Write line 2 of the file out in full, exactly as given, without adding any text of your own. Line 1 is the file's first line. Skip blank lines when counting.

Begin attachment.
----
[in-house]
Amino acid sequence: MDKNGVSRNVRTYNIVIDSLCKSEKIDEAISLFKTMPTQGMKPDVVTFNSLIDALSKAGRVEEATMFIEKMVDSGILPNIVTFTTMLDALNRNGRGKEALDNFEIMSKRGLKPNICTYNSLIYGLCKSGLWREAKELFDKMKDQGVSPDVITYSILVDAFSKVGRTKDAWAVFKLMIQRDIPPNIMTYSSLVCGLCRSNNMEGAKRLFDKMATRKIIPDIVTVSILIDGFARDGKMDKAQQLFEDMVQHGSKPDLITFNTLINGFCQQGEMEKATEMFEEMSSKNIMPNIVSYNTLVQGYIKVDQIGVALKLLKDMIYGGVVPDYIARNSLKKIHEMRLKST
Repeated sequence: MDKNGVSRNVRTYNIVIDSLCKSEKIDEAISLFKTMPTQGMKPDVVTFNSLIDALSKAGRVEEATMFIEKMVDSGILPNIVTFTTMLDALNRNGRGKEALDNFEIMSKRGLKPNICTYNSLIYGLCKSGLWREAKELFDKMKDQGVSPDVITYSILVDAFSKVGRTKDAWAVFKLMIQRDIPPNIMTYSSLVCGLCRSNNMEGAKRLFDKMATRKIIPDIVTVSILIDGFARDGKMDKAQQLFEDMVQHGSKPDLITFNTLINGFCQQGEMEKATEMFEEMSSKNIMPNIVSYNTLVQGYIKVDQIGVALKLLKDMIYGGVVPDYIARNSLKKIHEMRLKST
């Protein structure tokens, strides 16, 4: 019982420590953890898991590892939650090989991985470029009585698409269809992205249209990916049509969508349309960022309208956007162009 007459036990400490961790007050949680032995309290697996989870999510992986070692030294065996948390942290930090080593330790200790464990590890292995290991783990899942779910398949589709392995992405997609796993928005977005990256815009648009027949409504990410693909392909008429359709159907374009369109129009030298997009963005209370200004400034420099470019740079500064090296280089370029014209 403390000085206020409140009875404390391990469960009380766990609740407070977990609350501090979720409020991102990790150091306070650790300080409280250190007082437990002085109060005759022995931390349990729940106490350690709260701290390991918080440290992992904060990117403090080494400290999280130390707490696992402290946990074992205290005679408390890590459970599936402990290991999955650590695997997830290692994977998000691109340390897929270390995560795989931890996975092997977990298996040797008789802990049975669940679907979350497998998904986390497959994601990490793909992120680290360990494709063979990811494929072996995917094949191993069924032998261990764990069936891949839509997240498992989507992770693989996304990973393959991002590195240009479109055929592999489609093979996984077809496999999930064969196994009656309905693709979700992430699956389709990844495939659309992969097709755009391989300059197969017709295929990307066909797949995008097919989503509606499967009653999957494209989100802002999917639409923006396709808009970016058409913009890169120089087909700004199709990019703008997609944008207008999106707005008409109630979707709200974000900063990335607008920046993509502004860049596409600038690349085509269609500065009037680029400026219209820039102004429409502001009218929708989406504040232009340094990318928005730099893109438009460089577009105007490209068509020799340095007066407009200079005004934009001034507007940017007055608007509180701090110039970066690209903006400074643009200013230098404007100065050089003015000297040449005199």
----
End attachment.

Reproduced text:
Amino acid sequence: MDKNGVSRNVRTYNIVIDSLCKSEKIDEAISLFKTMPTQGMKPDVVTFNSLIDALSKAGRVEEATMFIEKMVDSGILPNIVTFTTMLDALNRNGRGKEALDNFEIMSKRGLKPNICTYNSLIYGLCKSGLWREAKELFDKMKDQGVSPDVITYSILVDAFSKVGRTKDAWAVFKLMIQRDIPPNIMTYSSLVCGLCRSNNMEGAKRLFDKMATRKIIPDIVTVSILIDGFARDGKMDKAQQLFEDMVQHGSKPDLITFNTLINGFCQQGEMEKATEMFEEMSSKNIMPNIVSYNTLVQGYIKVDQIGVALKLLKDMIYGGVVPDYIARNSLKKIHEMRLKST